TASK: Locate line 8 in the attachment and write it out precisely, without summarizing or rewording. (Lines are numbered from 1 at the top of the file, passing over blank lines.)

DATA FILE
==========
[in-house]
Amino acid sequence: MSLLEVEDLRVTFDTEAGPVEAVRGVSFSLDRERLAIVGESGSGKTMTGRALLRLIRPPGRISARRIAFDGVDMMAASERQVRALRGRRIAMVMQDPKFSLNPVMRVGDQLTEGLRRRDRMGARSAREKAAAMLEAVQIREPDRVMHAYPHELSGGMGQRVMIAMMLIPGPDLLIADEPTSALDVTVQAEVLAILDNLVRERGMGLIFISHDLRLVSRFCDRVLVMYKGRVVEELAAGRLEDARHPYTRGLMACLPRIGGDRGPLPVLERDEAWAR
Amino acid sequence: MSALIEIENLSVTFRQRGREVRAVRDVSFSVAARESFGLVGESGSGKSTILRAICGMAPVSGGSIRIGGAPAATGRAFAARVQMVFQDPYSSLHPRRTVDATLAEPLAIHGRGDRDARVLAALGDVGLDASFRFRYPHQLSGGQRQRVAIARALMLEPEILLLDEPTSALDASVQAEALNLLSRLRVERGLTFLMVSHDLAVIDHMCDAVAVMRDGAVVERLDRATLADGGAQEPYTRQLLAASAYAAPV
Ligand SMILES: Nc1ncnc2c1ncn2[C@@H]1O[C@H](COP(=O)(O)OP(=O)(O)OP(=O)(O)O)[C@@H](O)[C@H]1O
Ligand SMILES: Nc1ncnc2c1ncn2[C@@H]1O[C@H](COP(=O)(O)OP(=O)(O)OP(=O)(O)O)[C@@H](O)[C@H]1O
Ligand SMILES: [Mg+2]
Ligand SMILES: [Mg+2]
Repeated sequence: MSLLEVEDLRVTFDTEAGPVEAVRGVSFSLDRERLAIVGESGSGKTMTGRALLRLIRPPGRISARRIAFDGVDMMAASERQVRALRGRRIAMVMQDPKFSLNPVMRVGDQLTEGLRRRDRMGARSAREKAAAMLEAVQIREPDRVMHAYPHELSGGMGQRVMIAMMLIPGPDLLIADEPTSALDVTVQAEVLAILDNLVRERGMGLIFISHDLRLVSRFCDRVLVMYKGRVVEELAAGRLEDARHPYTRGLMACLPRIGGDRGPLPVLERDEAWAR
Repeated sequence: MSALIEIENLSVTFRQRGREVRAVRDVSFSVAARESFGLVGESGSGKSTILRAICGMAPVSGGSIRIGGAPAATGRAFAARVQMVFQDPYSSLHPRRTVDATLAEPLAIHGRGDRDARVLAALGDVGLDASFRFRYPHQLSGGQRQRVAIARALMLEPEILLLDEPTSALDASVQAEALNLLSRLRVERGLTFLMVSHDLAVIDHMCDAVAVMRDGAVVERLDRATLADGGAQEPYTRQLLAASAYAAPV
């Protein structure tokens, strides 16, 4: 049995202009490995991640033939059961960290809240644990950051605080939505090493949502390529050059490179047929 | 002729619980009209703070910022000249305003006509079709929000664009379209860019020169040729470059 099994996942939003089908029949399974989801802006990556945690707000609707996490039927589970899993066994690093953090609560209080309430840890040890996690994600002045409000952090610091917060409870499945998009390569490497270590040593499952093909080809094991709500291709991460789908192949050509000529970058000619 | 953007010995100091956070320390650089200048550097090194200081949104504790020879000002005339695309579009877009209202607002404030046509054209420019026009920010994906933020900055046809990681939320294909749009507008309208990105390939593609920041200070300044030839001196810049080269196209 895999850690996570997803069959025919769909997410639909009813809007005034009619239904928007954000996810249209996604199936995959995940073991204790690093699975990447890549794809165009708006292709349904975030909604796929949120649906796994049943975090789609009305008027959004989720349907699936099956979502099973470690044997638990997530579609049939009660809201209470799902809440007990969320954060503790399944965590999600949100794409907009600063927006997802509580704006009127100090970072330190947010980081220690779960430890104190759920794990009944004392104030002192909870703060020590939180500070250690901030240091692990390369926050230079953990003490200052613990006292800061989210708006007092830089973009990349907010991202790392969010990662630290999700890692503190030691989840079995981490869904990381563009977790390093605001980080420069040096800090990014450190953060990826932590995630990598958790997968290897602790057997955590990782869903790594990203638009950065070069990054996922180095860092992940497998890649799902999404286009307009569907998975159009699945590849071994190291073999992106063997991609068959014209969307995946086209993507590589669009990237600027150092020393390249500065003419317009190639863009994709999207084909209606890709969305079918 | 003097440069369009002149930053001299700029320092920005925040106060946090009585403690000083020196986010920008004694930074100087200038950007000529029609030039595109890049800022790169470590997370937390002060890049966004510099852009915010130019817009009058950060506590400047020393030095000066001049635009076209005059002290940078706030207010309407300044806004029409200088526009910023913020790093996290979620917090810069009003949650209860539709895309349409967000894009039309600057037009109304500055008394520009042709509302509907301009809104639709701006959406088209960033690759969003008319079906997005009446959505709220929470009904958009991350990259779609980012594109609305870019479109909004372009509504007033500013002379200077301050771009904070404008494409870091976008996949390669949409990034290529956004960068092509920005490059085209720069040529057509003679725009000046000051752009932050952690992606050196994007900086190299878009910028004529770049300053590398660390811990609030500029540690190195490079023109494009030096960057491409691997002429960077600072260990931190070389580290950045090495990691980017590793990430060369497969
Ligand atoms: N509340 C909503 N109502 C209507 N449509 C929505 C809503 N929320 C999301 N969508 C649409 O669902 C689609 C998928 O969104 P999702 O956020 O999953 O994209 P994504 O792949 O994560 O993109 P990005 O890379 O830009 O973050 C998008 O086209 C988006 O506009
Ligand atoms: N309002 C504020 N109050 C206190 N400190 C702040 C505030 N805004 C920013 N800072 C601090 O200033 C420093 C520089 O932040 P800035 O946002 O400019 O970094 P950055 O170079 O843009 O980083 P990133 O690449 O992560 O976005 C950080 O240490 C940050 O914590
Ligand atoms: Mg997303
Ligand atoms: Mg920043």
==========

Repeated sequence: MSLLEVEDLRVTFDTEAGPVEAVRGVSFSLDRERLAIVGESGSGKTMTGRALLRLIRPPGRISARRIAFDGVDMMAASERQVRALRGRRIAMVMQDPKFSLNPVMRVGDQLTEGLRRRDRMGARSAREKAAAMLEAVQIREPDRVMHAYPHELSGGMGQRVMIAMMLIPGPDLLIADEPTSALDVTVQAEVLAILDNLVRERGMGLIFISHDLRLVSRFCDRVLVMYKGRVVEELAAGRLEDARHPYTRGLMACLPRIGGDRGPLPVLERDEAWAR